With its commercial jet backlog shaken in recent years, Embraer appears to have found a new niche in the market, the eVTOL. Created in 2017, the Brazilian company’s ‘flying taxi’ development program has made its shares on the stock exchange appreciate in value in recent days.
The reason for this were two announcements of orders for the electric vehicle developed by Eve, its subsidiary created from EmbraerX, the division responsible for the so-called UAM (Urban Air Mobility).
The first deal involves partnering with Halo, a US and UK helicopter air taxi company that has placed an order for 200 units of Eve’s eVTOL. Earlier this week, it was the turn of the Brazilian company Helisul to announce an order for up to 50 vertical take-off and landing aircraft.
The good news didn’t stop there. On Thursday, Embraer revealed it was in talks with the US’s Zanite Acquisition Corp, which may invest in Eve’s project.
The revelation made the manufacturer’s shares on the Brazilian stock exchange jump from R$17.27 on Wednesday to R$21.02 at closing this Friday. On the New York Stock Exchange, there was an appreciation of almost 20% in the last five days.
Optimism about the future of the eVTOL project has also been seen in other initiatives such as the North American XTI and Virgin Atlantic, which this week announced plans to offer an air service between the airports of Heathrow, Gatwick, both in London, and Manchester.
But Embraer may be in a privileged position in this new market, due to its vast experience with the certification of complex aircraft such as its commercial jets and military models such as the C-390 Millennium airlifter.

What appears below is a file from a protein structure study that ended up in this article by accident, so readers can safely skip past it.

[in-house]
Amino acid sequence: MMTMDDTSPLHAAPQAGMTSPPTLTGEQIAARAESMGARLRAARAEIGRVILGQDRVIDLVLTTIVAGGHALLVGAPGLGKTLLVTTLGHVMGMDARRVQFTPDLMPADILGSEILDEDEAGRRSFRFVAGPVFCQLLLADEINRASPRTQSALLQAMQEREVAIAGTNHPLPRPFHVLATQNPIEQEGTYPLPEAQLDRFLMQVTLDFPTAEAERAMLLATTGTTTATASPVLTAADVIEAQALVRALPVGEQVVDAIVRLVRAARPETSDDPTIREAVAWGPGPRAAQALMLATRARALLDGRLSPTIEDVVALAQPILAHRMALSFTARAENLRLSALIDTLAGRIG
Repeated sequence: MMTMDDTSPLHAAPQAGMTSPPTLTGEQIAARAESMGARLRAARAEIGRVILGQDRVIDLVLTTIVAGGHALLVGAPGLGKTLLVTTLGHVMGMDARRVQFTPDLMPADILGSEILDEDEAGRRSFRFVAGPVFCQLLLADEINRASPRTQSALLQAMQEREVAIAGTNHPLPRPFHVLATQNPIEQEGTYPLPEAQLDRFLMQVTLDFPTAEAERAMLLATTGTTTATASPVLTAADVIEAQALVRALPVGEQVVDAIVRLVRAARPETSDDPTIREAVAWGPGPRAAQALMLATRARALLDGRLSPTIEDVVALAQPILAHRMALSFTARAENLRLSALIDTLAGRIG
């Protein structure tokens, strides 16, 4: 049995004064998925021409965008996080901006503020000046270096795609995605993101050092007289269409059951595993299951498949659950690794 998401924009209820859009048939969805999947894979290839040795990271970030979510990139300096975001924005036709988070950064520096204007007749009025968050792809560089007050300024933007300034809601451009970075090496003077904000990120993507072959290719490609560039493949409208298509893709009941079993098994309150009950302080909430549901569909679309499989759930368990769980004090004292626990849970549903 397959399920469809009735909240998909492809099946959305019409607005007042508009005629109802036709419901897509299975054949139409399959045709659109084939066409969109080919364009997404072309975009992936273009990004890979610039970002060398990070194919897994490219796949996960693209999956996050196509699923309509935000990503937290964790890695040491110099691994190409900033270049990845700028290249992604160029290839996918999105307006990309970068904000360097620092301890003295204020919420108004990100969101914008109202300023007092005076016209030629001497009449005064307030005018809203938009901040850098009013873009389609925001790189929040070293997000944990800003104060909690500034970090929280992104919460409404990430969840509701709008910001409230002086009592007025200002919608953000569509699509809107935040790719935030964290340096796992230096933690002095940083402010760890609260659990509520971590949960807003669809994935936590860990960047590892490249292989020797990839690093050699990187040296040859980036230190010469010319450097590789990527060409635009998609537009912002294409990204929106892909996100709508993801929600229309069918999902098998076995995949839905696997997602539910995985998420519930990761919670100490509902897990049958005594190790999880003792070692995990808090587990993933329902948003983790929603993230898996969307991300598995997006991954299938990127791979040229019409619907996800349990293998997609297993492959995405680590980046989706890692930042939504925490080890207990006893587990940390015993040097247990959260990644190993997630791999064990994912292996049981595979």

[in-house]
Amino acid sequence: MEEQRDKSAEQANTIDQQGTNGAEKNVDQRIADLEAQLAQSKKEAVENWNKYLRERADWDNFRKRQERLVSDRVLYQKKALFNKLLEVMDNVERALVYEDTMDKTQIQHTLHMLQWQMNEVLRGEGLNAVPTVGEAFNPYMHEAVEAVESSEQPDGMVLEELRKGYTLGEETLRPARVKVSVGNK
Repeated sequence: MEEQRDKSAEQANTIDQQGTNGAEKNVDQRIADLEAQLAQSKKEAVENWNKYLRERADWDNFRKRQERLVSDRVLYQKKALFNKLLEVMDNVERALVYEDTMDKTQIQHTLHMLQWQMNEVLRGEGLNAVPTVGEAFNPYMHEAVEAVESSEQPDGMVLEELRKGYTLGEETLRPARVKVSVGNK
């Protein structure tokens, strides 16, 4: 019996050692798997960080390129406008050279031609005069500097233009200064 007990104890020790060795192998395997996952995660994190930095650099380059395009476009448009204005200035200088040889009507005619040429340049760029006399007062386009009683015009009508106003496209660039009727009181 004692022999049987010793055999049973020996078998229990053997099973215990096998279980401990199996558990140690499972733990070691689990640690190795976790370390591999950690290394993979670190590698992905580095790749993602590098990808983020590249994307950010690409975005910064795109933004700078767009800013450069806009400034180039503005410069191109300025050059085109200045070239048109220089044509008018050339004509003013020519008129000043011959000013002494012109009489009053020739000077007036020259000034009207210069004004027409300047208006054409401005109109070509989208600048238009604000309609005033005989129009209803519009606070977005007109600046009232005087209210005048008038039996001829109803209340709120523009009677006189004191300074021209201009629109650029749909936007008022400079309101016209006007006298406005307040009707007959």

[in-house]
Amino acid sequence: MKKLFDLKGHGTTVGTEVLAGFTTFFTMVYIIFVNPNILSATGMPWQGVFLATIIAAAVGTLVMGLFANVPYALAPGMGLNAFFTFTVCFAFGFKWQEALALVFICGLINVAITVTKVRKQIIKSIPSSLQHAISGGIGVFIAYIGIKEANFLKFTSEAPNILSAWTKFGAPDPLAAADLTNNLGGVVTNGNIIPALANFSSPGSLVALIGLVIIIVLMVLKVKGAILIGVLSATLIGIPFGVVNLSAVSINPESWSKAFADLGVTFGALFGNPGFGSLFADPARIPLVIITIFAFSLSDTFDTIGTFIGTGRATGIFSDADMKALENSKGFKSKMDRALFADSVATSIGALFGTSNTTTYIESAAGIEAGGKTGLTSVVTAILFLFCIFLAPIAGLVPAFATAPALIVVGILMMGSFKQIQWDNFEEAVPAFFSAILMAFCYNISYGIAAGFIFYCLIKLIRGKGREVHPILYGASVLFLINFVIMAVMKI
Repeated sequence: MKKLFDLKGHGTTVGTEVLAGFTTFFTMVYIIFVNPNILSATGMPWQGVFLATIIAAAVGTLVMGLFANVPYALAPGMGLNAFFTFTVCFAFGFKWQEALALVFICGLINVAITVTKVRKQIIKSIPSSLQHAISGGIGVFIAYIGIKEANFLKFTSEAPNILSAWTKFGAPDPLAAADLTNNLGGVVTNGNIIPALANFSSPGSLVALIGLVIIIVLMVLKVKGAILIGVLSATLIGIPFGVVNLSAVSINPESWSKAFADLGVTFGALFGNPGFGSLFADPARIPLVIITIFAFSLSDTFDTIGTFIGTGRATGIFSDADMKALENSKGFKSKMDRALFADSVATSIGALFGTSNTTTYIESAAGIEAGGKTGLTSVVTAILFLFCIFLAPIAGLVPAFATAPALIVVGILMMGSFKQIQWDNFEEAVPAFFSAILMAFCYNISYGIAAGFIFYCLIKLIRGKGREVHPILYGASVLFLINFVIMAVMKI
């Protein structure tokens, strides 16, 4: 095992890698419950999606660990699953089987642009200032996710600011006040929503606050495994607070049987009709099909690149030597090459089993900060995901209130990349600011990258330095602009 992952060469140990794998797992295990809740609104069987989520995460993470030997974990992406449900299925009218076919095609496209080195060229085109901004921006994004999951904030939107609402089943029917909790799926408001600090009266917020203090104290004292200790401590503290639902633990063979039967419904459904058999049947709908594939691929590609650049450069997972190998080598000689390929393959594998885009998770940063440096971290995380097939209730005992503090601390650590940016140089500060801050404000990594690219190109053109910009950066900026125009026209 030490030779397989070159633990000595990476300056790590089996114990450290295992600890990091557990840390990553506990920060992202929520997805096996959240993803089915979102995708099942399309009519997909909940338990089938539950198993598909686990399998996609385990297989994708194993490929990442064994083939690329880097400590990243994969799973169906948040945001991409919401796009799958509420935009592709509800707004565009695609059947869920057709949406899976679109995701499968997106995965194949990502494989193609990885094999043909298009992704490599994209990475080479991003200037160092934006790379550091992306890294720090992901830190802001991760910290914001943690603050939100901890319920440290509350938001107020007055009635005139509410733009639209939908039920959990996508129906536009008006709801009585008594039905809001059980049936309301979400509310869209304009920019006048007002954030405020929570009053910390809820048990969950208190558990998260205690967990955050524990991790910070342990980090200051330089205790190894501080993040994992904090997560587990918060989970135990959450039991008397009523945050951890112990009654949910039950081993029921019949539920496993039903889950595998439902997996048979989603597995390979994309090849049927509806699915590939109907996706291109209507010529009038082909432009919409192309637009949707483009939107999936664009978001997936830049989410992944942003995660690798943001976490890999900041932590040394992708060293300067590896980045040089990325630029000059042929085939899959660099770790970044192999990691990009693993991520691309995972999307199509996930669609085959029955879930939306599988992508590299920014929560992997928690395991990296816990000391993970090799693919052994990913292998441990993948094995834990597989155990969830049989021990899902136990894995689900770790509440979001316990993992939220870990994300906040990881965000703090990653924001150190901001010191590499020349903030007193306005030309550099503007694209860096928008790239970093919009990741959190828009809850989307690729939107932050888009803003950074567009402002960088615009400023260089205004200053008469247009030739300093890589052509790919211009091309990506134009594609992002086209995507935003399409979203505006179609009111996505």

So far, the most advanced eVTOL projects are being run by startups with little experience while giants Airbus and Boeing still remain reticent about this market.
Avolon $2 billion deal
Airbus is developing two projects, CityAirbus and Vahana, however, the European manufacturer revealed in March that it does not see the technology ready until the end of the decade. “Two, three years ago I said 2025. I now say the second half of the decade,” said Guillaume Faury, CEO of the company.
Boeing, in turn, suspended work on NeXt in September 2020 for lack of money. The company developed two models, the PAV (Passenger Air Vehicle) and the CAV (Cargo Air Vehicle), but both crashed in 2019.
The sluggishness of the two aerospace giants contrasts with the massive order placed this week by Avolon, an Irish leasing company that is a big customer for Airbus and Boeing jets.
Avolon on Friday announced a deal for up to 500 units of Vertical Aerospace’s eVTOL VA-X4 in a $2 billion deal. The first electric aerial vehicles will begin to be delivered at the end of 2024.
As for Embraer, its as-yet-unnamed eVTOL may hit the market a little later, in 2025 or 2026. But it will certainly have a very large backlog by then.